Who says Holiday means red and green?  (I prefer copper, myself!)  Turquoise and shades of cream/gold looks so inviting!

 Charlotte Moss' take on overflowing mantel abundance....

Colin Cowie, party planner to the stars, uses one of my favorites:  a mountain of unique ornaments in a beautiful, simple bowl or piled in a large vase.  Determine a palette and shop for ornaments that complement at Pottery Barn, Crate and Barrel or the wholesale florist (your designer can help you with that!). 

I love these 5 essential entertaining tips from Mr Cowie:
  • Serve a signature cocktail (I like it simple: Champagne with some frozen cranberries dropped in the flute)
  • Play great music; take your best cocktail playlist and add 20% Holiday tracks
  • Set up food stations:  charcuterie (there's that Francophile, again!), smoked salmon rye bread (with Vodka cocktails), etc.
  • Assemble a colorful guest list - mix it up
  • There's no such thing as too many candles!
  • And one from me:  be sure to have everything ready in plenty of time to sit down and have a glass of wine before the guests arrive.....

Designer Stephen Sills suggests metallic papers and Kraft paper-wrapped packages - with gorgeous ribbon, of course.

 An over-the-top mirror Christmas tree by David Stark - just, wow!

Copper antique glass, copper-painted feathers, glass cherry blossoms and twinkly lights. 
Luscious gold and kiwi green jazz op the table, again from Colin Cowie.

Beautiful pieces from Juliska, Calvin Klein Home, Barney's, etc.

Whatever your palette and however you decorate for the Holidays, have fun and hope that this doesn't happen! 

Tuesday, November 5, 2013

Big ideas for small spaces

There are so many things to recommend smaller abodes: lower utility bills and potentially smaller carbon footprint, ease of cleaning, lower cost to furnish - but there's also that they just feel good to be in!  A stunning, huge house that's perfectly designed and decorated is impressive, sure, but not really attainable for most.  There have been many shelter magazines lately devoted to the subject of small spaces and I say, more, please!  

Here are some ideas to incorporate that make diminutive places really effective....
I love this elegant entryway carved out of a tiny vestibule - it appeals to me on so many levels.  The slipcovered console is an inexpensive, yet elegant, way to add some glamour.  The wood ceiling and Venetian plaster walls are energetically grounding.  And, of course, using a mirror is the best way to visually enlarge a space!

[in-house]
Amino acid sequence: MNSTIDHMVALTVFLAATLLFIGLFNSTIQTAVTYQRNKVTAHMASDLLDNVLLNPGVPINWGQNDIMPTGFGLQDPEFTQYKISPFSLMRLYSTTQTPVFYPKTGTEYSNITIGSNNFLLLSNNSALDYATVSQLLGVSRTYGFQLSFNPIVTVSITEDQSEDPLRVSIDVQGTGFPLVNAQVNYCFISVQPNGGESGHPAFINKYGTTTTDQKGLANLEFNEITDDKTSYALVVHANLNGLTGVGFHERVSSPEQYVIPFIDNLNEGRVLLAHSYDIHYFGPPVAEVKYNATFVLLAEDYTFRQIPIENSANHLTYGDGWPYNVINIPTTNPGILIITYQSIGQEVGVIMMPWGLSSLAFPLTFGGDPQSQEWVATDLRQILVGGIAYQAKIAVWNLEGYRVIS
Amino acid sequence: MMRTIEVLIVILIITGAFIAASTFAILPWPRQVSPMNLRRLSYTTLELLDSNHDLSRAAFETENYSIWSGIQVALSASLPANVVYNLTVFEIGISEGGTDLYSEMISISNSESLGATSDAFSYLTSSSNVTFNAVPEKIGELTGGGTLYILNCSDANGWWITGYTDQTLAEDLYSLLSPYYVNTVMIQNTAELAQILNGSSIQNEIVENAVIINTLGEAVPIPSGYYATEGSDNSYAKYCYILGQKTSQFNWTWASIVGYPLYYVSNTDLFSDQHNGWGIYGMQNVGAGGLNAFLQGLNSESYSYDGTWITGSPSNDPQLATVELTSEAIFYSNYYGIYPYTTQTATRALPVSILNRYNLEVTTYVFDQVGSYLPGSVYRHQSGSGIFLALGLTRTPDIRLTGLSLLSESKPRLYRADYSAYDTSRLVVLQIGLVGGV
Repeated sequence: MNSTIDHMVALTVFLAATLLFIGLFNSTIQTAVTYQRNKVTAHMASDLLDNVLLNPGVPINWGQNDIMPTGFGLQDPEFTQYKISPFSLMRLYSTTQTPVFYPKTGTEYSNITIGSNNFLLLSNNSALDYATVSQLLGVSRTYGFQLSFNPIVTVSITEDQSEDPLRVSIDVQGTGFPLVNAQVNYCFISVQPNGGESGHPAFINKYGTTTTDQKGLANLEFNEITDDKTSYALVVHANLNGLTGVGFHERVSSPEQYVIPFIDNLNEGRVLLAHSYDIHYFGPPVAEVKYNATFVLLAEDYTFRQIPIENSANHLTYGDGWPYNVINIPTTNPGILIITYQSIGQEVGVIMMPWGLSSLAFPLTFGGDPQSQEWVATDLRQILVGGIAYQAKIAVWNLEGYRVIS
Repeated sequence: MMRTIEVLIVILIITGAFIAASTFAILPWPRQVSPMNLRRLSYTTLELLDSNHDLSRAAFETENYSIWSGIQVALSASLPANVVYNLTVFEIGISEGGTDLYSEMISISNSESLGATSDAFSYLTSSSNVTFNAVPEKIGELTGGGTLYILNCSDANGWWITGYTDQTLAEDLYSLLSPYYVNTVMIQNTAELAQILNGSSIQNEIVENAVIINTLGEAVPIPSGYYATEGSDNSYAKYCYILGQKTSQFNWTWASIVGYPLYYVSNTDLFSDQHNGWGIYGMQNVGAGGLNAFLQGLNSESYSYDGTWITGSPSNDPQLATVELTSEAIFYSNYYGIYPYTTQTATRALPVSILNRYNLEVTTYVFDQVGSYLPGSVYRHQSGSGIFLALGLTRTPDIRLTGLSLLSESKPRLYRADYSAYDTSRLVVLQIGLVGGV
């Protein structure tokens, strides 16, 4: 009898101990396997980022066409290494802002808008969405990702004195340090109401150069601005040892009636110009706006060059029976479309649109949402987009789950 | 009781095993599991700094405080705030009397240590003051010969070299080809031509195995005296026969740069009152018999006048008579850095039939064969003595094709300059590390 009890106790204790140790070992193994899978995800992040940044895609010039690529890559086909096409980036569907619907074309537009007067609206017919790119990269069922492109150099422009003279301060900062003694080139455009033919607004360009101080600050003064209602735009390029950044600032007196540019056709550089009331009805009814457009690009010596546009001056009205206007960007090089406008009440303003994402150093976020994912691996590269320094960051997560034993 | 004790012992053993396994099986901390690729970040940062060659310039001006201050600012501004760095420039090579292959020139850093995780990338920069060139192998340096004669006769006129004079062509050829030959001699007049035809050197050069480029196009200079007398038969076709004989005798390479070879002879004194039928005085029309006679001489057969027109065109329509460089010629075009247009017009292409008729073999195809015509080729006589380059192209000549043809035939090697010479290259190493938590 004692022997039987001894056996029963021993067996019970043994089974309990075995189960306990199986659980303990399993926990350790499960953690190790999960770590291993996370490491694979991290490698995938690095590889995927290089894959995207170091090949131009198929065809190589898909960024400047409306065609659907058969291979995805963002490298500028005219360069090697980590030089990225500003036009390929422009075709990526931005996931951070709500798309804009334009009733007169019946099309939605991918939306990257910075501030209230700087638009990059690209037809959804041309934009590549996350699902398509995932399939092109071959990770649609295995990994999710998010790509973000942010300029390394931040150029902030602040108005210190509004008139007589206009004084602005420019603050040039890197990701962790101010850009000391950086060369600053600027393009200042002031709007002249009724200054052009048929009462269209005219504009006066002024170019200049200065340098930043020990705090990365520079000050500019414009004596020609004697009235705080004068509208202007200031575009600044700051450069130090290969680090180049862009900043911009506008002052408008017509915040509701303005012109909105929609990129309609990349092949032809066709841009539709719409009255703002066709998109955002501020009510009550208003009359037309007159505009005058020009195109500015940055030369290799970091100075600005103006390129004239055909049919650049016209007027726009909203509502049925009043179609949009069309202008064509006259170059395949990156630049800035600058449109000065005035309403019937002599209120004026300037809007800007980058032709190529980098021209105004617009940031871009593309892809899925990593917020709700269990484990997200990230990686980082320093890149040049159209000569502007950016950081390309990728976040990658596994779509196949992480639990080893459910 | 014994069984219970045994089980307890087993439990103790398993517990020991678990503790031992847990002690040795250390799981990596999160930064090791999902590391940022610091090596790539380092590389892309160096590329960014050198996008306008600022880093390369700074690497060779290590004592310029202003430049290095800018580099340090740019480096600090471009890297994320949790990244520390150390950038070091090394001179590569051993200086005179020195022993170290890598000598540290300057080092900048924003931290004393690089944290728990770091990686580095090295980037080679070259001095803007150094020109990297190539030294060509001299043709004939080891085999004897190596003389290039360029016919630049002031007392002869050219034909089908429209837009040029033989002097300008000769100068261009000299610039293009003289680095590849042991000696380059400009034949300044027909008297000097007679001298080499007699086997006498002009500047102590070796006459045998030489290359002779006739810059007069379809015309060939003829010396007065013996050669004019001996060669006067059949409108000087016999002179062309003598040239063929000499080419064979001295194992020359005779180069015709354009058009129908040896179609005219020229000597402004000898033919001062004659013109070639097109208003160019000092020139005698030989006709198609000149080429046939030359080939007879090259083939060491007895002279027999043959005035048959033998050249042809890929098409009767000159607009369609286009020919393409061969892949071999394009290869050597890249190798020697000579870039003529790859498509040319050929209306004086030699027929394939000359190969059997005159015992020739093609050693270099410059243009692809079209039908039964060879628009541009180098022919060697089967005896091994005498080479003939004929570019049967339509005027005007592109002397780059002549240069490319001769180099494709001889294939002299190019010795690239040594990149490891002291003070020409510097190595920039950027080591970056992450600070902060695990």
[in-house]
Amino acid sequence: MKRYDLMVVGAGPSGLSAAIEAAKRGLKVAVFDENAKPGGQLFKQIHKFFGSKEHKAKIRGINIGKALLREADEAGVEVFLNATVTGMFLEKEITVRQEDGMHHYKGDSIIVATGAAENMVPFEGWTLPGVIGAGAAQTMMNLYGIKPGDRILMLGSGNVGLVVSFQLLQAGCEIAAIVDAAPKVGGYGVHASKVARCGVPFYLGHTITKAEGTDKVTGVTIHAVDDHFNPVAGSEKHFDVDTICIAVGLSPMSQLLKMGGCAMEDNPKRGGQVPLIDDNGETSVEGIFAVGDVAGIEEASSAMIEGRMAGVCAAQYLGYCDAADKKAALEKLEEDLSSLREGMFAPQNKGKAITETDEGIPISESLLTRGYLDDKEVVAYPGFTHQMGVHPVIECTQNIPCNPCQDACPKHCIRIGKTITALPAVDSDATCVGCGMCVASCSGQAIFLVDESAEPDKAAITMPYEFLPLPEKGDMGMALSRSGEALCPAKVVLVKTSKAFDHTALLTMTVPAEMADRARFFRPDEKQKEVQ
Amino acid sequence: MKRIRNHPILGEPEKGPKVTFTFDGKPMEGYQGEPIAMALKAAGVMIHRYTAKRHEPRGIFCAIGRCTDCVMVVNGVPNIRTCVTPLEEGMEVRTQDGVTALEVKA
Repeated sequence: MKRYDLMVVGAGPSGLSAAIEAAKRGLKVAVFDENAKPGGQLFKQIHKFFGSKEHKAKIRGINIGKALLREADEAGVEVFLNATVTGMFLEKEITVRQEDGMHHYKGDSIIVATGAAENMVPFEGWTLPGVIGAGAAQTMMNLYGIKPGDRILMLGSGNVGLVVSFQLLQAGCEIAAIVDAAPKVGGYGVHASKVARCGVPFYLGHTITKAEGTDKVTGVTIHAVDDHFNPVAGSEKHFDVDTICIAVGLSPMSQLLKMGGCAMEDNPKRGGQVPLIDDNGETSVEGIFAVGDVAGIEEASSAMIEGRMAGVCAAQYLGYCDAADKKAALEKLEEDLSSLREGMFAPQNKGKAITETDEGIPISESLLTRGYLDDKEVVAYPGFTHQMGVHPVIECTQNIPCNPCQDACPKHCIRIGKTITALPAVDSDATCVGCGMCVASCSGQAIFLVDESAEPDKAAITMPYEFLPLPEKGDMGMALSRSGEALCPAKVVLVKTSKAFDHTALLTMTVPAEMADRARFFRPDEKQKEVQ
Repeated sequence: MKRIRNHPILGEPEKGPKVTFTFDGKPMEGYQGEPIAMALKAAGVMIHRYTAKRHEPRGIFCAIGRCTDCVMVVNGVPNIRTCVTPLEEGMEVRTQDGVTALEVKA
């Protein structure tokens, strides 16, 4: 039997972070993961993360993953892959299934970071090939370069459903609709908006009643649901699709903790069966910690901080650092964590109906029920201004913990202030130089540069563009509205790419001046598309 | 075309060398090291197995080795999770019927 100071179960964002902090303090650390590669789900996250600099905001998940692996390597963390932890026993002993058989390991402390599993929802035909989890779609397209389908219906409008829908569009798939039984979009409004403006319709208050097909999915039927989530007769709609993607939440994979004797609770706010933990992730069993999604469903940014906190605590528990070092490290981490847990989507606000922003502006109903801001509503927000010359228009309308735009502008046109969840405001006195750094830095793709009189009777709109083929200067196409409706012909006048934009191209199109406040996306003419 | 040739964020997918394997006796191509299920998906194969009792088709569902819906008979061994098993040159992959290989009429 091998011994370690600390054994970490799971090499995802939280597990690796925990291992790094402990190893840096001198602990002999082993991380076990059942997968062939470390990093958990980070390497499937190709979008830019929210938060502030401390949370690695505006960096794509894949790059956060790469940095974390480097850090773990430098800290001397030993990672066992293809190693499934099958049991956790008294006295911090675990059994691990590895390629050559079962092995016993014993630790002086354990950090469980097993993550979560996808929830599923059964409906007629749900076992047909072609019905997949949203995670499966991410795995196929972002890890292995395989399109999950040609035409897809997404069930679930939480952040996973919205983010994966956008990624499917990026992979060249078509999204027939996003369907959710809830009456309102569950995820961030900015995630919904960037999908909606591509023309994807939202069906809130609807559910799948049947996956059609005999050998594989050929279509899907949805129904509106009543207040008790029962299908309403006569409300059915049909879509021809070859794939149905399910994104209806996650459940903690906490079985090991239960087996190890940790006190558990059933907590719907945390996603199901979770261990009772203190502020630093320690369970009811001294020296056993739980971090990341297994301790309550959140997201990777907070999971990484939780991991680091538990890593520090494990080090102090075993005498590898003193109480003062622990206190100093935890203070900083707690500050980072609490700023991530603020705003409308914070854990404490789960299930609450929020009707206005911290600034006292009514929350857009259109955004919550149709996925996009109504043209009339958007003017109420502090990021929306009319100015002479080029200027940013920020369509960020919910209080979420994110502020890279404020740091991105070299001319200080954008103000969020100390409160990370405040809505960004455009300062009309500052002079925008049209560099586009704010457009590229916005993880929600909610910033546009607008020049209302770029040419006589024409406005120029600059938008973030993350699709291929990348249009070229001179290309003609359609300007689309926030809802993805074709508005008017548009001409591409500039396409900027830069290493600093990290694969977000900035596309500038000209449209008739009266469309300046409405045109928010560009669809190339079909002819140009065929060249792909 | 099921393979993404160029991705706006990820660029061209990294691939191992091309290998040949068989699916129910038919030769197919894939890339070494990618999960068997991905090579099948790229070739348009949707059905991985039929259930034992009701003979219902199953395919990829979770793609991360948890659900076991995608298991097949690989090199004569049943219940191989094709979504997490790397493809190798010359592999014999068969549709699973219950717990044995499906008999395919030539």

Furniture that does double-duty:
A console becomes a nightstand and increases the storage space....
.....a built-in daybed has storage underneath, can seat guests and even be a guest bed....
....more underneath storage, this time in a kitchen.

Furniture that saves space:
A secretary desk is always a wonderful option:  it can hold books, paperwork, keepsakes, become a bar - the only limit is imagination!

Well-designed space-saving furniture layouts:
.....a built-in banquette is cozy and enlarges the floor by shifting the arrangement toward the wall....
....a sectional is always a good option....
....and a wash stand with built in linen storage keeps things organized.

Rooms that do double duty:
A neo-classical work space that is also a dressing room .....
.....a library that is also a dining room.

Visually expanding:
.....glass cabinet doors open and enlarge the view and the mirrored backsplash really creates a feeling of abundant space, while brightening the room....
.....mirrored cabinet doors have a similar effect..... 
This kitchen has a mirrored backsplash AND amazingly precise organization.  So many good ideas here - and it looks fun to work in!

Ann Sacks makes a fabulous 4 x 8 mirrored field tile called Versailles......love it and can't wait to use it in my own kitchen!